Spain’s crackdown on rappers: A threat to free speech?

speech

Spanish rapper Valtònyc performs in Barcelona, Spain, 17 March 2018 (EPA-EFE/Enric Fontcuberta)

By Danielle Castonzo

“We want death for these pigs.”

Those are the lyrics of José Miquel Arenas Beltrán, stage name Valtònyc, a rapper from Mallorca, Spain who was recently sentenced to jail for the offending lines.

“May they be afraid like a police officer in Euskadi,” the song by the 24-year-old continues, referring to Spain’s Basque region, long racked by separatist violence.

Those words earned Valtònyc a 3-1/2-year prison sentence in February for incitement of terrorism, death threats, insults and lèse-majesté towards the former King of Spain, Juan Carlos.

The Spanish Supreme Court ruled that the lyrics promoted terrorism and violence by calling for terrorist groups to repeat violent acts.

The ruling has divided Spain. Was Beltrán exercising his right to free expression? Or did his lyrics set back Spain’s efforts to promote public security and prevent terrorism?

Are civil liberties once again at risk?

Under Spanish law, anyone deemed to have “glorified terrorism” or “humiliated the victims of terrorism or their relatives” can be fined, banned from working in the public or imprisoned.

In the last two years, authorities have wielded the statute to curb expression on social media and in songs, books and street protests.

Since the conservative People’s Party (PP) won power in 2011, the government has stepped up efforts to repress speech that glorifies terrorism, arguing the moves are necessary to promote public security.

Some critics see the campaign as a disturbing attack on freedom of expression. Under dictator Francisco Franco and before Spain’s transition to democracy in the 1970s, freedom of speech was not considered a human right.

Some fear that Spain’s civil liberties are once again at risk.

“Censuring a book because it speaks of corruption, sending a rapper to jail for a song or taking down a work of art because it’s unsettling,” Irene Montero, a lawmaker with the left-wing Podemos party, tweeted. “The gag laws of the PP are incompatible with a fair and democratic country.”

Public safety versus freedom of speech

For their part, proponents see the law as necessary to ensuring public safety against the backdrop of increased terrorism in Spain and the European Union. They argue that security needs trump the right to expression if the speech encourages violence and terrorism.

According Amnesty International, the law has resulted in 66 people sentenced between 2016 and 2017, a significant increase from the prior five years when 53 people were sentenced.

In the same week that Beltrán was handed his jail term, a court sentenced another rapper, Pablo Rivadulla — stage name Pablo Hasél —  to two years and one day of jail time for praising terrorism and slandering Spanish royal institutions in 64 tweets and one song on Youtube. He was also fined 24,300 euros.

Critics say the government’s application of the law to song lyrics and social media posts has stifled public debate and encouraged self-censorship for fear of punishment.

Opponents have also called for the repeal of the Citizen Security Law, dubbed the ley mordaza (gag law) by critics.

This measure, enacted in July 2015, allows authorities to fine citizens for organizing or participating in an unauthorized protest near government institutions, disrupting public events, displaying a lack of respect for authority or taking unauthorized photographs of police. The law includes restrictions on social media activism.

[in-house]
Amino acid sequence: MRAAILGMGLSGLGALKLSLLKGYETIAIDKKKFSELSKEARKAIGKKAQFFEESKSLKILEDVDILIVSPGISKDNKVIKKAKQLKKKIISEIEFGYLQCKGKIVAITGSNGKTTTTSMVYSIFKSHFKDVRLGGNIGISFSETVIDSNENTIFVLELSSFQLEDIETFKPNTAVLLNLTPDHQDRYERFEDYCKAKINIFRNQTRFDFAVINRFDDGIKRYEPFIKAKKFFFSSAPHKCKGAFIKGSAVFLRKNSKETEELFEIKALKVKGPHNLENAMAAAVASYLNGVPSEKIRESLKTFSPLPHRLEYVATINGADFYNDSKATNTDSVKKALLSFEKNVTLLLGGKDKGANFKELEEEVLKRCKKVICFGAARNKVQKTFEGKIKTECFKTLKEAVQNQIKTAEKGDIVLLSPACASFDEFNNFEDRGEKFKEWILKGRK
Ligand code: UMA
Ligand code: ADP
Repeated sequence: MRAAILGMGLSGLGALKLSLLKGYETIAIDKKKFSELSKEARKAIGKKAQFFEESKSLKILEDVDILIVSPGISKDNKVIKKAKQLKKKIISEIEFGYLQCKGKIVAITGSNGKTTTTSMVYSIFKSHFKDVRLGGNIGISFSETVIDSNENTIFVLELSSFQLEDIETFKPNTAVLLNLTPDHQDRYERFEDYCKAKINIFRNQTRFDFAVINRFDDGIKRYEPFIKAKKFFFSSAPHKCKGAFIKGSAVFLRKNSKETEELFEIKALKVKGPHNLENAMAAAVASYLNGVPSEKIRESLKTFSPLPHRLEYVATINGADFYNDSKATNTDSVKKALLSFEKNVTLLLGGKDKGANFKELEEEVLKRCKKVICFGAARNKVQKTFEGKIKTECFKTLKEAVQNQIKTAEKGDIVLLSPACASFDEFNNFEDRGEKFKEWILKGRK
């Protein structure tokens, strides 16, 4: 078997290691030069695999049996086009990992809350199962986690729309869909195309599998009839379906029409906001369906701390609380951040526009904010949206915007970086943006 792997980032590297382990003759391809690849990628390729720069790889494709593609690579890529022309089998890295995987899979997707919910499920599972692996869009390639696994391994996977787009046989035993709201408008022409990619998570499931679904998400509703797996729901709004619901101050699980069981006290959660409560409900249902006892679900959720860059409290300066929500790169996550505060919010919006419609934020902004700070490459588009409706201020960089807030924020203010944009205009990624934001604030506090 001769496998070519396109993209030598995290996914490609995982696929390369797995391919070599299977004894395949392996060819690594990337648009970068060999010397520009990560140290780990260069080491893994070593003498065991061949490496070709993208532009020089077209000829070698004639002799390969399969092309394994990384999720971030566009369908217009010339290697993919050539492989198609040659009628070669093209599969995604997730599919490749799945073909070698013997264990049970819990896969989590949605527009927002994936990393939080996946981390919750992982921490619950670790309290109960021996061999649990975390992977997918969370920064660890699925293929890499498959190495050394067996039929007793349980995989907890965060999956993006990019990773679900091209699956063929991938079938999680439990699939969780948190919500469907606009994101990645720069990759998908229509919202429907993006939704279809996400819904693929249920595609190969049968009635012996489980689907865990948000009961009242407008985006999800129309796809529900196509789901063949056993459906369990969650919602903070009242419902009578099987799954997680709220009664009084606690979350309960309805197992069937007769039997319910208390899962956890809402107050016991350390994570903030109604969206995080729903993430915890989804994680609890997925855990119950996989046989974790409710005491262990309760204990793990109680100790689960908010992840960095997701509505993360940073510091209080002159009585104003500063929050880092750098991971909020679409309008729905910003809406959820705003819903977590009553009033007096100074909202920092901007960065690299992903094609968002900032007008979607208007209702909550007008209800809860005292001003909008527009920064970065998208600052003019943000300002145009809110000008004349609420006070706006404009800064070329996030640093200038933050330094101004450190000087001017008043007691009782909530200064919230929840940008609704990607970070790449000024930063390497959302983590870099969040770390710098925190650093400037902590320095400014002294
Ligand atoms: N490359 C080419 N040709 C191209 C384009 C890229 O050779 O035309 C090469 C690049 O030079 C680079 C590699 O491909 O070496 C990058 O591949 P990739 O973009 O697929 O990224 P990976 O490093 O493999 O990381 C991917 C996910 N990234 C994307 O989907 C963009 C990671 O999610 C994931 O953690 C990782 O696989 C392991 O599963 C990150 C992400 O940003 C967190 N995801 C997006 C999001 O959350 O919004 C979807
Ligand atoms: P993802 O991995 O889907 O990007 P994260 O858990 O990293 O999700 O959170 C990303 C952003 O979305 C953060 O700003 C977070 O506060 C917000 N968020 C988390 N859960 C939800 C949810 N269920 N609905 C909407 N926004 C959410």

A troubled history of free speech in Spain

Terror victims say the measures prevent violence from being trivialized. They argue that lyrics calling for or praising acts of terrorism are not protected by freedom of expression. The People’s Party says the laws promote citizens’ fundamental right to safety.

Antonio Guerrero, an attorney for the Association of Victims of Terrorism in Spain, said the rappers’ praise of Basque separatists is harmful to victims by triggering painful memories of attacks.

“I don’t see a conspiracy against freedom of expression,” Guerrero said. “As with every fundamental right, it’s not absolute. It has some limitations. And the limit is found in the respect for everyone else’s dignity. Someone’s dignity cannot be attacked under the protection of freedom of expression.”

Within the EU, Spain has a suffered a relatively large number of terrorism-related deaths, according to the Global Terrorism Database.

Last August, a driver at the wheel of a van plowed into pedestrians on a crowded street in Barcelona, killing 13 and injuring more than 100. In 2004, a series of bombs exploded on commuter trains in Madrid, killing 191 and injuring more than 2,000.

During a four-decade stretch, the Basque separatist group ETA killed more than 800 people in 3,300 attacks.

Given the troubled history of free speech in Spain during Franco’s dictatorship and the large number of terrorism-related deaths more recently, it’s not clear that free-speech proponents will succeed in rolling back the measures censoring song lyrics and social media posts.


Danielle Castonzo graduated from Indiana University in May 2017 with majors in journalism and informatics, and a concentration in Spanish. She currently is working as an English teacher and freelance reporter in Madrid, Spain. She won first prize in the university category in News-Decoder’s first essay/reporting contest in 2016.

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